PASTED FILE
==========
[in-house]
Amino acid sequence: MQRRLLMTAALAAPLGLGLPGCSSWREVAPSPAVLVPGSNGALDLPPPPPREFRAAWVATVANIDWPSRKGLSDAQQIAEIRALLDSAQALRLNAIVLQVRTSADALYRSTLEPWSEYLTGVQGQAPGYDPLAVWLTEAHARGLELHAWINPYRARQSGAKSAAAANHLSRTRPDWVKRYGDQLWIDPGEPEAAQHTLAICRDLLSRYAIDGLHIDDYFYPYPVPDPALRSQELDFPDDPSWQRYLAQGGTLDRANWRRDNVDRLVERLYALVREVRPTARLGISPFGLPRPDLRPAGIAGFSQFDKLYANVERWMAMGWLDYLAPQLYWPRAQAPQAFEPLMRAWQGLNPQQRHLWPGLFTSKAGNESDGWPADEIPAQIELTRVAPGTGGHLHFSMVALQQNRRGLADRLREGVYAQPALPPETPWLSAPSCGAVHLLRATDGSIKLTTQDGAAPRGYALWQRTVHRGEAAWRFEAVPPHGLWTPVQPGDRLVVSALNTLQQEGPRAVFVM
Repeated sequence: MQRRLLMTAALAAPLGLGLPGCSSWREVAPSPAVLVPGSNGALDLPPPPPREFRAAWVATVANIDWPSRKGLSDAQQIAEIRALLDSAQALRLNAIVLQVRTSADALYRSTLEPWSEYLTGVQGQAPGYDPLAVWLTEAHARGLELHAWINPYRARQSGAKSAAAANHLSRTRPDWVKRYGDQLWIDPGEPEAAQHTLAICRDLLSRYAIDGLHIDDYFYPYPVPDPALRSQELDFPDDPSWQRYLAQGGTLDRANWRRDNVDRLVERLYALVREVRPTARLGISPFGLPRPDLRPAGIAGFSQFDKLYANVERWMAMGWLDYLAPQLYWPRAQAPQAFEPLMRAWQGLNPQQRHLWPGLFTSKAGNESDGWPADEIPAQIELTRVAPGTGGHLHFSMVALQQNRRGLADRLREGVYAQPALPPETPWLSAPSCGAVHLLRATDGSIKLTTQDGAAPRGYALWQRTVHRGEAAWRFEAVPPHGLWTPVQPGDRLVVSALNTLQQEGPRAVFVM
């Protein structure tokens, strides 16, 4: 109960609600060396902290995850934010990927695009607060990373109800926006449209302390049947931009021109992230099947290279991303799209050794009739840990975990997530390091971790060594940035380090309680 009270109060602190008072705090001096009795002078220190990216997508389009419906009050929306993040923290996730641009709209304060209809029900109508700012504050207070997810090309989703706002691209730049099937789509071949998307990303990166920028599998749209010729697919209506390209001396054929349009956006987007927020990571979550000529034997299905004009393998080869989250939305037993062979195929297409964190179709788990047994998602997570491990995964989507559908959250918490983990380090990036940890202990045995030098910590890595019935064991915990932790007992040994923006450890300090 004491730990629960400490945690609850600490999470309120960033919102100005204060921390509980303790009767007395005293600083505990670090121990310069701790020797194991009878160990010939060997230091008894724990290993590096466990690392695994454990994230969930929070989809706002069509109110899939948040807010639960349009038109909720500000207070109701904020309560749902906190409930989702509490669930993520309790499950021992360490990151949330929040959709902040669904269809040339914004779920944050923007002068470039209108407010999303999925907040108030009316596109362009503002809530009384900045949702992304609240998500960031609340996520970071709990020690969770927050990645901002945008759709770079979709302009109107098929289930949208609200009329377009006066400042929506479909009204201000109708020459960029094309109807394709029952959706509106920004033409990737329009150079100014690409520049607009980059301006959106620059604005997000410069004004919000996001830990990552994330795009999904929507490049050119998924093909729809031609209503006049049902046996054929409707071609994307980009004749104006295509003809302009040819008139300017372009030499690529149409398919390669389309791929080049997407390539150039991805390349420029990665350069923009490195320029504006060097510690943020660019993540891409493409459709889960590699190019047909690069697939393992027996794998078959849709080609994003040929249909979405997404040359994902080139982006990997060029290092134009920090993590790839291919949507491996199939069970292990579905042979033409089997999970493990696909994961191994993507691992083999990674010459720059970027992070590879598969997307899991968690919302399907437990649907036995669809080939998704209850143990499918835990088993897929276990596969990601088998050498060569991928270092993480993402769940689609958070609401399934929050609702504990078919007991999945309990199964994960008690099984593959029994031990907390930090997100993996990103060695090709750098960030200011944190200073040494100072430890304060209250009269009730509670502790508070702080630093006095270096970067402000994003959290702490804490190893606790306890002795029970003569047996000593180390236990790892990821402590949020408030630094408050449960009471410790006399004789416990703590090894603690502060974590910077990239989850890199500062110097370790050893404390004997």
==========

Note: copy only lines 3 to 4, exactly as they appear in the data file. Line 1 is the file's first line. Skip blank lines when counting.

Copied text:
Repeated sequence: MQRRLLMTAALAAPLGLGLPGCSSWREVAPSPAVLVPGSNGALDLPPPPPREFRAAWVATVANIDWPSRKGLSDAQQIAEIRALLDSAQALRLNAIVLQVRTSADALYRSTLEPWSEYLTGVQGQAPGYDPLAVWLTEAHARGLELHAWINPYRARQSGAKSAAAANHLSRTRPDWVKRYGDQLWIDPGEPEAAQHTLAICRDLLSRYAIDGLHIDDYFYPYPVPDPALRSQELDFPDDPSWQRYLAQGGTLDRANWRRDNVDRLVERLYALVREVRPTARLGISPFGLPRPDLRPAGIAGFSQFDKLYANVERWMAMGWLDYLAPQLYWPRAQAPQAFEPLMRAWQGLNPQQRHLWPGLFTSKAGNESDGWPADEIPAQIELTRVAPGTGGHLHFSMVALQQNRRGLADRLREGVYAQPALPPETPWLSAPSCGAVHLLRATDGSIKLTTQDGAAPRGYALWQRTVHRGEAAWRFEAVPPHGLWTPVQPGDRLVVSALNTLQQEGPRAVFVM
């Protein structure tokens, strides 16, 4: 109960609600060396902290995850934010990927695009607060990373109800926006449209302390049947931009021109992230099947290279991303799209050794009739840990975990997530390091971790060594940035380090309680 009270109060602190008072705090001096009795002078220190990216997508389009419906009050929306993040923290996730641009709209304060209809029900109508700012504050207070997810090309989703706002691209730049099937789509071949998307990303990166920028599998749209010729697919209506390209001396054929349009956006987007927020990571979550000529034997299905004009393998080869989250939305037993062979195929297409964190179709788990047994998602997570491990995964989507559908959250918490983990380090990036940890202990045995030098910590890595019935064991915990932790007992040994923006450890300090 004491730990629960400490945690609850600490999470309120960033919102100005204060921390509980303790009767007395005293600083505990670090121990310069701790020797194991009878160990010939060997230091008894724990290993590096466990690392695994454990994230969930929070989809706002069509109110899939948040807010639960349009038109909720500000207070109701904020309560749902906190409930989702509490669930993520309790499950021992360490990151949330929040959709902040669904269809040339914004779920944050923007002068470039209108407010999303999925907040108030009316596109362009503002809530009384900045949702992304609240998500960031609340996520970071709990020690969770927050990645901002945008759709770079979709302009109107098929289930949208609200009329377009006066400042929506479909009204201000109708020459960029094309109807394709029952959706509106920004033409990737329009150079100014690409520049607009980059301006959106620059604005997000410069004004919000996001830990990552994330795009999904929507490049050119998924093909729809031609209503006049049902046996054929409707071609994307980009004749104006295509003809302009040819008139300017372009030499690529149409398919390669389309791929080049997407390539150039991805390349420029990665350069923009490195320029504006060097510690943020660019993540891409493409459709889960590699190019047909690069697939393992027996794998078959849709080609994003040929249909979405997404040359994902080139982006990997060029290092134009920090993590790839291919949507491996199939069970292990579905042979033409089997999970493990696909994961191994993507691992083999990674010459720059970027992070590879598969997307899991968690919302399907437990649907036995669809080939998704209850143990499918835990088993897929276990596969990601088998050498060569991928270092993480993402769940689609958070609401399934929050609702504990078919007991999945309990199964994960008690099984593959029994031990907390930090997100993996990103060695090709750098960030200011944190200073040494100072430890304060209250009269009730509670502790508070702080630093006095270096970067402000994003959290702490804490190893606790306890002795029970003569047996000593180390236990790892990821402590949020408030630094408050449960009471410790006399004789416990703590090894603690502060974590910077990239989850890199500062110097370790050893404390004997």